Cisco Talos researchers said they were able to trick biometrics-based user authentication technology on eight mobile devices by using 3D-printed molds to create replicas of users’ fingerprints.
The process Talos researchers developed to fabricate a user’s biometric signature required painstaking effort and, in real life, would require direct or indirect access to a potential victim’s fingerprints. For these reasons, this technique is not something that would likely be used by cybercriminals on a large scale to unlock people’s devices.
However, in a blog post today, Talos argues that a persistent or tenacious adversary could potentially use this technique to compromise a device belonging to a highly targeted individual.
Talos claims its fake fingerprints successfully bypassed biometric sensors about 80% of the time in testing. “[T]its success rate means we have a very high probability of unlocking one of the tested devices before it reverts to pin unlocking,” says the report, authored by Paul Rascagneres and Vitor Ventura. “The results show that fingerprints are good enough to protect the average person’s privacy if they lose their phone. However, someone who might be targeted by a well-funded and motivated actor should not use fingerprint authentication.”
For his experiment, Talos used three different methods to steal users’ fingerprints: through direct collection, as if he were removing them from an incapacitated person; via a fingerprint sensor, such as those used by border security or private security companies; or via a photograph of an object touched by the subject, such as a glass or bottle.
After collecting the fingerprint images, the researchers used a 3D printer to create a mold from which they created fake fingerprints from textile glue. They also tried creating the fake fingers with the 3D printer itself, but the end result was too “fragile, non-conductive, and stiff” to work well. Different resins may have solved this problem, however, the report notes.
The collection methods had their limitations which required some trial and error, but ultimately the researchers achieved varying levels of success in fooling the sensors on a 5th generation iPad, iPhone 8, Samsung S10, Samsung Note9, Huawei P30 Lite, an Honor 7X (also from Huawei), a 2018 MacBook Pro and the AICase Padlock smart lock.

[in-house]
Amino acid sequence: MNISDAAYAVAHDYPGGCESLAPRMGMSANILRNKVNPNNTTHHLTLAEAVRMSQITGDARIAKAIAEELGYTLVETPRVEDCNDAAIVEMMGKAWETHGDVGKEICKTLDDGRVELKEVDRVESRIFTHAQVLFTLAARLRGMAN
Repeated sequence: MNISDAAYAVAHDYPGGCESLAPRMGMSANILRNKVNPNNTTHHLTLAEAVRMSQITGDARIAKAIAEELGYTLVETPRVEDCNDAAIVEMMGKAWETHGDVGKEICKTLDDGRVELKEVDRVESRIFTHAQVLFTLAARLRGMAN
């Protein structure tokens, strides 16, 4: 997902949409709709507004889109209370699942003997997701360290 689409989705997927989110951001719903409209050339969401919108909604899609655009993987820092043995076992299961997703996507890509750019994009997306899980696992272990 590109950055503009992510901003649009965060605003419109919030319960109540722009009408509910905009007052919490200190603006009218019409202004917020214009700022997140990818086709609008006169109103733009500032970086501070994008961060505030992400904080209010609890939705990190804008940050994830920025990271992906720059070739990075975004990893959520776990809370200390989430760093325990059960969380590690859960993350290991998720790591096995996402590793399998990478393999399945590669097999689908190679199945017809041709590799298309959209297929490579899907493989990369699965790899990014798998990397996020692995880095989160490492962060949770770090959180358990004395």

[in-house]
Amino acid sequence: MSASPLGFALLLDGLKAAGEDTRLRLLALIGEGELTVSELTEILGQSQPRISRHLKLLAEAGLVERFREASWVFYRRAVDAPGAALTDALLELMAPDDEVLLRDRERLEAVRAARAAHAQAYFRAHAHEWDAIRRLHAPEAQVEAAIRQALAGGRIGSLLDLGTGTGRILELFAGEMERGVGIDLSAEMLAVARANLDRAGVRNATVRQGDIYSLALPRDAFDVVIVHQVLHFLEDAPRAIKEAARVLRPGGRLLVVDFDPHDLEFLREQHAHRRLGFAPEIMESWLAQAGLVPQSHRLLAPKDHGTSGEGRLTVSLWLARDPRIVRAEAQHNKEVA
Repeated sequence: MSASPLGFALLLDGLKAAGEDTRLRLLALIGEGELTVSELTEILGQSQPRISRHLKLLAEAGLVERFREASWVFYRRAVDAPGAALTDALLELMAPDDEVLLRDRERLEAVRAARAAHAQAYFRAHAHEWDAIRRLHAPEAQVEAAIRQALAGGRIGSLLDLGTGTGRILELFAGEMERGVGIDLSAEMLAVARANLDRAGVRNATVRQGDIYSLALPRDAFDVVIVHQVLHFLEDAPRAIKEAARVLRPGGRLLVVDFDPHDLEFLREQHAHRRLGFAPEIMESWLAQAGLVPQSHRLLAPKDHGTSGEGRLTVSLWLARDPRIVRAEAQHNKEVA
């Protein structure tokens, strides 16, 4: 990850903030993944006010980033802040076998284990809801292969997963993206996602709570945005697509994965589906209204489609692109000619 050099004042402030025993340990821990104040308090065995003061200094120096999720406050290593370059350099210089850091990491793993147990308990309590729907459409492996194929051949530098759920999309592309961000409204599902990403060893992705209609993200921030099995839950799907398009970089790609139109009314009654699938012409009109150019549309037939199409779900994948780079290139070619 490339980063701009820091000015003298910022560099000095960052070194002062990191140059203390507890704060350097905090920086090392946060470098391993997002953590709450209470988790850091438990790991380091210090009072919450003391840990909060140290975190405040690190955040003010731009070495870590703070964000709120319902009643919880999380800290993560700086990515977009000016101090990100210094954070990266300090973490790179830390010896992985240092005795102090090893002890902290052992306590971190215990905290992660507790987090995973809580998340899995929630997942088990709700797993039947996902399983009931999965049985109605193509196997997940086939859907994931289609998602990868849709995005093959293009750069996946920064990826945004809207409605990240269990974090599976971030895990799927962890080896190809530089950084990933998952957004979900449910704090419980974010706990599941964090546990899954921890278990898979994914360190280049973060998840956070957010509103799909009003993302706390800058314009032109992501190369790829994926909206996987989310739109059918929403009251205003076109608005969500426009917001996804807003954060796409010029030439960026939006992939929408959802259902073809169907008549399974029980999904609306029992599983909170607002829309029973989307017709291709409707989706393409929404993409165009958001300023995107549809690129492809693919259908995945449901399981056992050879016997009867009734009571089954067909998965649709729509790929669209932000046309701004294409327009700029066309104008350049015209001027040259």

Depending on the device, direct fingerprint collection worked 60-100% of the time, sensor-based collection worked 55-100% of the time, and object-based collection 30-90% of the time. weather. (See table below.) Percentages are based on 20 attempts per device after identifying the best sample of fake fingerprints available.
Talos was unable to fool fingerprint matching algorithms on Windows devices, the Samsung A70 (although authentication rate even on real fingerprints with this phone is “extremely low” , reports Talos), the HP Pavilion X360 and two encrypted USB drives — the Verbatim Fingerprint Secure and the Lexar JumpDrive F35.
Because the researchers’ process required trying multiple fake impressions until they found one that worked consistently, Talos recommends manufacturers limit the number of attempts to unlock a phone to prevent this type of exploit.
“For example, Apple limits users to five attempts before prompting for the PIN on the device. The number of attempts was quickly reached in our testing,” the report said. “Samsung implemented the same mitigation but users have to wait 30 seconds after five failed attempts and we can do this 10 times, bringing the final number of attempts to 50, which is too high for adequate security. We have tested the fingerprint reader on the Honor device more than 70 times so we assume you can do it an unlimited number of times We have the same behavior on the tested padlock where we do not reach any limit of attempts .